File systems that support RPC quotad quotas are reported to the user by the quota command. Home directories that are mounted from our Dell FluidFS NAS will support these kinds of quotas.
To find out what your current quota is, first run df . to find out what file system you are currently mounted from (in this example it is data.isilon.umiacs.umd.edu:/ifs/umiacs/homes/gabija). Please note that the Use% here is for the entire file system and not your user-specific home directory.
# df . Filesystem 1K-blocks Used Available Use% Mounted on data.isilon.umiacs.umd.edu:/ifs/umiacs/homes/gabija 5138048 32 5138016 1% /nfshomes/gabija
Then run quota and that line will list your quota information for that file system. If you see errors such as "Error while getting quota from ..." you may safely ignore these as some of our file systems do not report quotas correctly.
$ quota Disk quotas for user gabija (uid 16912): Filesystem blocks quota limit grace files quota limit grace data.isilon.umiacs.umd.edu:/ifs/umiacs/homes/gabija 24 5138024 5242880 10 10276045 10485760
If you have hit your RPC quota and haven't realized it, you may see some strange issues. For example, you will not be able to write-out files (although 'touch' and file concatenation will succeed). Some applications such as vi will throw "FSync" errors. Similarly, commands such as wget will appear to succeed but your files will be zero-length.
An alternate style of quota management is done through tree quotas that show up in how much space is available in the file system by using the df command to inspect either the current path (no arguments given) or a given path.
For example to show my /nfshomes/derektest home directory quota i can just use df ~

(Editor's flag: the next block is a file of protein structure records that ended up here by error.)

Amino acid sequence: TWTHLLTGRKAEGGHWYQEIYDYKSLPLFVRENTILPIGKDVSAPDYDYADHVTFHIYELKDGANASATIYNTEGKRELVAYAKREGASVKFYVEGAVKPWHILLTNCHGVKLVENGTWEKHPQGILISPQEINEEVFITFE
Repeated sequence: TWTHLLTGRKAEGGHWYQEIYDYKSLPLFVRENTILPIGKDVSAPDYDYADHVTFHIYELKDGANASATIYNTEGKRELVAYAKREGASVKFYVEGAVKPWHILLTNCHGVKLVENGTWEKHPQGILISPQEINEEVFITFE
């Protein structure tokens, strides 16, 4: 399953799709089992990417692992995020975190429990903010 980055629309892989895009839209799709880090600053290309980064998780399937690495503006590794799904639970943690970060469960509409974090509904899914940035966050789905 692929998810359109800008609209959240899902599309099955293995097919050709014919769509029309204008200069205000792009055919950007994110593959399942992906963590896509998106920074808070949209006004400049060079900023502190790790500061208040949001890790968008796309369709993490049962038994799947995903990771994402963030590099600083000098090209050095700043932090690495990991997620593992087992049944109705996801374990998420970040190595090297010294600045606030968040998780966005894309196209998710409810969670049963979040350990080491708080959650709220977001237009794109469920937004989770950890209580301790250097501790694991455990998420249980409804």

$ df ~ Filesystem 1K-blocks Used Available Use% Mounted on data.isilon.umiacs.umd.edu:/ifs/umiacs/homes/gabija 5138048 32 5138016 1% /nfshomes/gabija
Calculating Space Usage
When you are looking to diagnose how much space you are using you often want to know how much storage the immediate directories are taking in a certain folder. The utility to do this is
du. Since *NIX operating systems use the concept of
.. for the previous directory simple file globs like
.* don't provide exactly what you need since in certain places like your home directories there are a lot of dot files or hidden files (eg.
.somename). To identify all files and directories from the current directory you can use something like
du -hs .[^.]* *.
-bash-4.2$ du -hs .[^.]* * 48K .bash_history 94M .cache 160K .compiz 3.0M .config 32K .gconf 64K .gnupg 48K .history 48K .ICEauthority 4.2M .local 29M .mozilla 224K .ssh 48K .viminfo 48K .Xauthority 48K .xsession-errors 7.2M catkin_ws 32K Desktop 32K Documents 57M Downloads 32K Music 32K perl5 32K Pictures 32K Public 32K Templates 32K Videos